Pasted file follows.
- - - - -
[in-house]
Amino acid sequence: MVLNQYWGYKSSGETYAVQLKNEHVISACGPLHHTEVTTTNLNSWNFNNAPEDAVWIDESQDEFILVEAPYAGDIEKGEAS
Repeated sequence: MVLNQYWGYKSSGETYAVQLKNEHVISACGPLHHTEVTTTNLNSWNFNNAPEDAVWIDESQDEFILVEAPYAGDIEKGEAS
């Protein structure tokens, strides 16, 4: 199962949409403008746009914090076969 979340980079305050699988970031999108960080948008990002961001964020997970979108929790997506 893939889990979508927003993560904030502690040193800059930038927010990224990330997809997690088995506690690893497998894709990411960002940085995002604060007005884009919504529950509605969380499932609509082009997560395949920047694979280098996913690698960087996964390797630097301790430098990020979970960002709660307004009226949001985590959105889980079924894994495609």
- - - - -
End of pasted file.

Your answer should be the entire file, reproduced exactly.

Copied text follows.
[in-house]
Amino acid sequence: MVLNQYWGYKSSGETYAVQLKNEHVISACGPLHHTEVTTTNLNSWNFNNAPEDAVWIDESQDEFILVEAPYAGDIEKGEAS
Repeated sequence: MVLNQYWGYKSSGETYAVQLKNEHVISACGPLHHTEVTTTNLNSWNFNNAPEDAVWIDESQDEFILVEAPYAGDIEKGEAS
């Protein structure tokens, strides 16, 4: 199962949409403008746009914090076969 979340980079305050699988970031999108960080948008990002961001964020997970979108929790997506 893939889990979508927003993560904030502690040193800059930038927010990224990330997809997690088995506690690893497998894709990411960002940085995002604060007005884009919504529950509605969380499932609509082009997560395949920047694979280098996913690698960087996964390797630097301790430098990020979970960002709660307004009226949001985590959105889980079924894994495609």